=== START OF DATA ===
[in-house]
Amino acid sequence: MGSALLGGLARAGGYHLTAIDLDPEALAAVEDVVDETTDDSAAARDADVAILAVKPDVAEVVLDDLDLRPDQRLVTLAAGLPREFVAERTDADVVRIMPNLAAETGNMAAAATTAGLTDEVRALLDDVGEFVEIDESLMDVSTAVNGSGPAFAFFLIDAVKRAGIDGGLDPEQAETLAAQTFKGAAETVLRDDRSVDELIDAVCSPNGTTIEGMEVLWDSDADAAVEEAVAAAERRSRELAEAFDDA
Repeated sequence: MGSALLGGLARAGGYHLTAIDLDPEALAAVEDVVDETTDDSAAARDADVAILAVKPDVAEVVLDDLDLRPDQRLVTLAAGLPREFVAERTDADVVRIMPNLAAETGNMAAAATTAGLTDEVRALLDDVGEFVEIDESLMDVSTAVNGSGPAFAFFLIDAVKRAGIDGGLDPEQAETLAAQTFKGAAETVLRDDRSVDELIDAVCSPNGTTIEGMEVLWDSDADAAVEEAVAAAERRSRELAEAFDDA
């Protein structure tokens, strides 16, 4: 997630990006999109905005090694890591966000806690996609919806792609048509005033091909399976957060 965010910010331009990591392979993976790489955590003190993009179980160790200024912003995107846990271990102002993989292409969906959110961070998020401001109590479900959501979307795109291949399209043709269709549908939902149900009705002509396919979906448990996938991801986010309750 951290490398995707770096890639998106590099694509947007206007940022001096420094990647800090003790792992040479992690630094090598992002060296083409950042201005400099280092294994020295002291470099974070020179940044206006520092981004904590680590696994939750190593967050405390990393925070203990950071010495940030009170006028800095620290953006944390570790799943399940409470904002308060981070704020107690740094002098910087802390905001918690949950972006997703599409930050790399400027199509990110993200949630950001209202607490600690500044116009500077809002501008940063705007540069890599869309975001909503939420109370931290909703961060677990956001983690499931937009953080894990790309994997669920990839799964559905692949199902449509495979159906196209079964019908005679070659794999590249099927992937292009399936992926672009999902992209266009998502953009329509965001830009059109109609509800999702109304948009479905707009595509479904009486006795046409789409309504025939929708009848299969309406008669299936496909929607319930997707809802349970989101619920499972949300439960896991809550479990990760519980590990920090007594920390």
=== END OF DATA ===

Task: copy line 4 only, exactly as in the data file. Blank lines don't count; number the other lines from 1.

């Protein structure tokens, strides 16, 4: 997630990006999109905005090694890591966000806690996609919806792609048509005033091909399976957060 965010910010331009990591392979993976790489955590003190993009179980160790200024912003995107846990271990102002993989292409969906959110961070998020401001109590479900959501979307795109291949399209043709269709549908939902149900009705002509396919979906448990996938991801986010309750 951290490398995707770096890639998106590099694509947007206007940022001096420094990647800090003790792992040479992690630094090598992002060296083409950042201005400099280092294994020295002291470099974070020179940044206006520092981004904590680590696994939750190593967050405390990393925070203990950071010495940030009170006028800095620290953006944390570790799943399940409470904002308060981070704020107690740094002098910087802390905001918690949950972006997703599409930050790399400027199509990110993200949630950001209202607490600690500044116009500077809002501008940063705007540069890599869309975001909503939420109370931290909703961060677990956001983690499931937009953080894990790309994997669920990839799964559905692949199902449509495979159906196209079964019908005679070659794999590249099927992937292009399936992926672009999902992209266009998502953009329509965001830009059109109609509800999702109304948009479905707009595509479904009486006795046409789409309504025939929708009848299969309406008669299936496909929607319930997707809802349970989101619920499972949300439960896991809550479990990760519980590990920090007594920390």